Provided by: openafs-client_1.4.6.dfsg1-2_i386
klog - Authenticates with the Authentication Server
klog [-x] [-principal <user name>]
[-password <userâ€™s password>] [-cell <cell name>]
[-servers <explicit list of servers>+]
[-lifetime <ticket lifetime in hh[:mm[:ss]]>]
[-setpag] [-tmp] [-help]
klog [-x] [-pr <user name>] [-pa <userâ€™s password>]
[-c <cell name>] [-s <explicit list of servers>+]
[-pi] [-si] [-l <ticket lifetime in hh[:mm[:ss]]>]
[-se] [-t] [-h]
The klog command obtains an AFS token from the Authentication Server.
The Cache Manager on the local machine stores the token in a credential
structure in kernel memory and uses it when obtaining authenticated
access to the AFS filespace. This command does not affect the issuerâ€™s
identity (UNIX UID) in the local file system.
By default, the command interpreter obtains a token for the AFS user
name that matches the issuerâ€™s identity in the local file system. To
specify an alternate user, include the -principal argument. The user
named by the -principal argument does not have to appear in the local
password file (the /etc/passwd file or equivalent).
By default, the command interpreter obtains a token for the local cell,
as defined by the AFSCELL environment variable set in the command shell
or by the /etc/openafs/ThisCell file on the local machine. To specify
an alternate cell, include the -cell argument. The command interpreter
contacts an Authentication Server chosen at random from the cellâ€™s
entry in the local /etc/openafs/server/CellServDB file, unless the
-servers argument is used to name one or more database server machines.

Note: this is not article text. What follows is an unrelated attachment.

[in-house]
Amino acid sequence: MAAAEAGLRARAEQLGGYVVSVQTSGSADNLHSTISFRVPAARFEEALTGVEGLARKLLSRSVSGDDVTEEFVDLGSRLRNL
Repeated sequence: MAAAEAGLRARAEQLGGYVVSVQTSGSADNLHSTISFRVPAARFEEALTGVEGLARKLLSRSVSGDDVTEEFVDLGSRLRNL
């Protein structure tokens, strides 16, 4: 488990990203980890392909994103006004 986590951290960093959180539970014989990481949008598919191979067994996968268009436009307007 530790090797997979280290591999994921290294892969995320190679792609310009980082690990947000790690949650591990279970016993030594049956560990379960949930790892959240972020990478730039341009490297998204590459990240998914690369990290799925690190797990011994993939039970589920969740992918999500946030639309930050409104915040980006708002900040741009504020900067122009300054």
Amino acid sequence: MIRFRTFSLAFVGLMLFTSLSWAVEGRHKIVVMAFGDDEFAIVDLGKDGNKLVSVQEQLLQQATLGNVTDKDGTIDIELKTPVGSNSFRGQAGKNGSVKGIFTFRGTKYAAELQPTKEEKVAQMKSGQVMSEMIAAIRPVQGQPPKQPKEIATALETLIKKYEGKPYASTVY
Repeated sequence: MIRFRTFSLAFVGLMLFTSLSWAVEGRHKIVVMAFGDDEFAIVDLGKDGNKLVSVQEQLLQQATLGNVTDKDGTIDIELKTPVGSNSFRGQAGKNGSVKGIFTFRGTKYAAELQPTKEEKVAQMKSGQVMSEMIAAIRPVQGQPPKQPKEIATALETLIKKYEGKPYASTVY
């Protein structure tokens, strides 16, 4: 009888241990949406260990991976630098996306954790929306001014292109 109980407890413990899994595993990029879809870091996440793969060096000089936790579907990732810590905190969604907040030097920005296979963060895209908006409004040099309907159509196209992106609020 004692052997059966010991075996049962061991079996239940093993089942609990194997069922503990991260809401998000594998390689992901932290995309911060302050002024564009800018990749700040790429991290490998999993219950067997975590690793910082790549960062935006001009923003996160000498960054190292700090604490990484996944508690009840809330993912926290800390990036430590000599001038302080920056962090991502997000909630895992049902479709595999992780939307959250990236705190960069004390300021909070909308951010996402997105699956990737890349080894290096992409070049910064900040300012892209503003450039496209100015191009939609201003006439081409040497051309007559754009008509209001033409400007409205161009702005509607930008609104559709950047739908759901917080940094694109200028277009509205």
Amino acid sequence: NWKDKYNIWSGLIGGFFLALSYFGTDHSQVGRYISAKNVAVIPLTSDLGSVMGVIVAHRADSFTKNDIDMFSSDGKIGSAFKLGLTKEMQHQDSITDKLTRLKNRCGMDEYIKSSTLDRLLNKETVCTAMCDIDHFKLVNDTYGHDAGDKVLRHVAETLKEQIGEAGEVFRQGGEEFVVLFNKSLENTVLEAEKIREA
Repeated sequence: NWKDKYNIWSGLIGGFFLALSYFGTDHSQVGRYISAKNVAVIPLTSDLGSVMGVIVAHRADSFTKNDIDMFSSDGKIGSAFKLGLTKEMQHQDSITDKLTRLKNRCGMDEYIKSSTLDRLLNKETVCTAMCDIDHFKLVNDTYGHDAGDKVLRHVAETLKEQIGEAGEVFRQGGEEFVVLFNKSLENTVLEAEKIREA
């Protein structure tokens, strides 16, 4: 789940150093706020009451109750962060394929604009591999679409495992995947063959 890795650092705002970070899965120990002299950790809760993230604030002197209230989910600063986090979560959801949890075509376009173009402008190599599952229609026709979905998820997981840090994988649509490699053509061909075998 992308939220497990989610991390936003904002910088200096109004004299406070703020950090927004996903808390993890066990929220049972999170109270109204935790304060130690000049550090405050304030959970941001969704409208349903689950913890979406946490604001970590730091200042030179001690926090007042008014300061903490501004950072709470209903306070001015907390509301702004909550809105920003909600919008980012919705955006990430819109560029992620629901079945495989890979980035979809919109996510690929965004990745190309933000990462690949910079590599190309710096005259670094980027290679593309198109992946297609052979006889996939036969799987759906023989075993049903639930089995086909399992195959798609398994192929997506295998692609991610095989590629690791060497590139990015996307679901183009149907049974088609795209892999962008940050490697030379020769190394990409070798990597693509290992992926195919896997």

A user can have tokens in multiple cells simultaneously, but only one
token per cell per connection to the client machine. If the userâ€™s
credential structure already contains a token for the requested cell,
the token resulting from this command replaces it.
Sites that employ Kerberos authentication instead of the AFS
Authentication Server should normally use the combination of kinit and
aklog instead of klog.
Sites using Kerberos v4 authentication (perhaps with the AFS
Authentication Server) must use the Kerberos version of this command,
klog.krb, on all client machines. It automatically places the issuerâ€™s
Kerberos tickets in the file named by the KRBTKFILE environment
variable, which the pagsh.krb command defines automatically as
/tmp/tktpX where X is the number of the userâ€™s PAG.
The lifetime of the token resulting from this command is the smallest
of the following.
Â· The lifetime specified by the issuer with the -lifetime argument.
If the issuer does not include this argument, the value defaults to
720 hours (30 days).
Â· The maximum ticket lifetime recorded for the afs entry in the
Authentication Database. The default is 100 hours.
Â· The maximum ticket lifetime recorded in the specified userâ€™s
Authentication Database entry. The default is 25 hours for user
entries created by an Authentication Server running AFS 3.1 or
Â· The maximum ticket lifetime recorded in the krbtgt.CELLNAME entry
in the Authentication Database; this entry corresponds to the
ticket-granting ticket used internally in generating the token. The
default is 720 hours (30 days).